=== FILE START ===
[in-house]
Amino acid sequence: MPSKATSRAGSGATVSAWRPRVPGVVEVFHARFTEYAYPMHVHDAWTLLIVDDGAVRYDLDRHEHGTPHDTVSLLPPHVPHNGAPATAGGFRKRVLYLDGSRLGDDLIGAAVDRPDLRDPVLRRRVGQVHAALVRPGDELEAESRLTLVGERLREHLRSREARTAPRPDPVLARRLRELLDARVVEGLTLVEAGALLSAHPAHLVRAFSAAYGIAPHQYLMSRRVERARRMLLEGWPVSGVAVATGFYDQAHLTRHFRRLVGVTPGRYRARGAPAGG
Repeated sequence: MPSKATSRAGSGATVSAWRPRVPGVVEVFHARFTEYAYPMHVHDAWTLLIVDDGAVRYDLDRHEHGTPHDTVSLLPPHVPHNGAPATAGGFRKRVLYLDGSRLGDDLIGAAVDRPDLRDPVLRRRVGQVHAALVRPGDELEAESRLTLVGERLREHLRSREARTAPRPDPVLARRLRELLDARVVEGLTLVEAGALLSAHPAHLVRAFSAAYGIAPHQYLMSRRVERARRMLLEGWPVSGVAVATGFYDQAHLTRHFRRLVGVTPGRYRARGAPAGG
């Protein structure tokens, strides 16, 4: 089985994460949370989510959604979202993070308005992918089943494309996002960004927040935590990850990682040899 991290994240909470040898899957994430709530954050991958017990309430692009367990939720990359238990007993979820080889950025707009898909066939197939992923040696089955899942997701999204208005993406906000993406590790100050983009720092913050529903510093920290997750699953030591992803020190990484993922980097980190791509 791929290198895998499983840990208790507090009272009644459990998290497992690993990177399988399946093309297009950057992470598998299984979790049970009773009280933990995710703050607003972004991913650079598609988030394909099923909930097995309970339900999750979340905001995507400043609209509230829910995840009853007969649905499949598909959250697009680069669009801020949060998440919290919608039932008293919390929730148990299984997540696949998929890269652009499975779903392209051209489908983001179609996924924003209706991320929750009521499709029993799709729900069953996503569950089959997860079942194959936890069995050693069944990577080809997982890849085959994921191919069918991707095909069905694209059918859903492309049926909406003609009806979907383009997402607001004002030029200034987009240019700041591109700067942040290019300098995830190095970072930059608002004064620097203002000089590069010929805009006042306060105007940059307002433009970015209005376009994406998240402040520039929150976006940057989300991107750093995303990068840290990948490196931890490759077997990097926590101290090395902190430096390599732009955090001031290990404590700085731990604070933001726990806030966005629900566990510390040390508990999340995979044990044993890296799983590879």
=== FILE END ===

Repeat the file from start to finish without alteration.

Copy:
[in-house]
Amino acid sequence: MPSKATSRAGSGATVSAWRPRVPGVVEVFHARFTEYAYPMHVHDAWTLLIVDDGAVRYDLDRHEHGTPHDTVSLLPPHVPHNGAPATAGGFRKRVLYLDGSRLGDDLIGAAVDRPDLRDPVLRRRVGQVHAALVRPGDELEAESRLTLVGERLREHLRSREARTAPRPDPVLARRLRELLDARVVEGLTLVEAGALLSAHPAHLVRAFSAAYGIAPHQYLMSRRVERARRMLLEGWPVSGVAVATGFYDQAHLTRHFRRLVGVTPGRYRARGAPAGG
Repeated sequence: MPSKATSRAGSGATVSAWRPRVPGVVEVFHARFTEYAYPMHVHDAWTLLIVDDGAVRYDLDRHEHGTPHDTVSLLPPHVPHNGAPATAGGFRKRVLYLDGSRLGDDLIGAAVDRPDLRDPVLRRRVGQVHAALVRPGDELEAESRLTLVGERLREHLRSREARTAPRPDPVLARRLRELLDARVVEGLTLVEAGALLSAHPAHLVRAFSAAYGIAPHQYLMSRRVERARRMLLEGWPVSGVAVATGFYDQAHLTRHFRRLVGVTPGRYRARGAPAGG
């Protein structure tokens, strides 16, 4: 089985994460949370989510959604979202993070308005992918089943494309996002960004927040935590990850990682040899 991290994240909470040898899957994430709530954050991958017990309430692009367990939720990359238990007993979820080889950025707009898909066939197939992923040696089955899942997701999204208005993406906000993406590790100050983009720092913050529903510093920290997750699953030591992803020190990484993922980097980190791509 791929290198895998499983840990208790507090009272009644459990998290497992690993990177399988399946093309297009950057992470598998299984979790049970009773009280933990995710703050607003972004991913650079598609988030394909099923909930097995309970339900999750979340905001995507400043609209509230829910995840009853007969649905499949598909959250697009680069669009801020949060998440919290919608039932008293919390929730148990299984997540696949998929890269652009499975779903392209051209489908983001179609996924924003209706991320929750009521499709029993799709729900069953996503569950089959997860079942194959936890069995050693069944990577080809997982890849085959994921191919069918991707095909069905694209059918859903492309049926909406003609009806979907383009997402607001004002030029200034987009240019700041591109700067942040290019300098995830190095970072930059608002004064620097203002000089590069010929805009006042306060105007940059307002433009970015209005376009994406998240402040520039929150976006940057989300991107750093995303990068840290990948490196931890490759077997990097926590101290090395902190430096390599732009955090001031290990404590700085731990604070933001726990806030966005629900566990510390040390508990999340995979044990044993890296799983590879």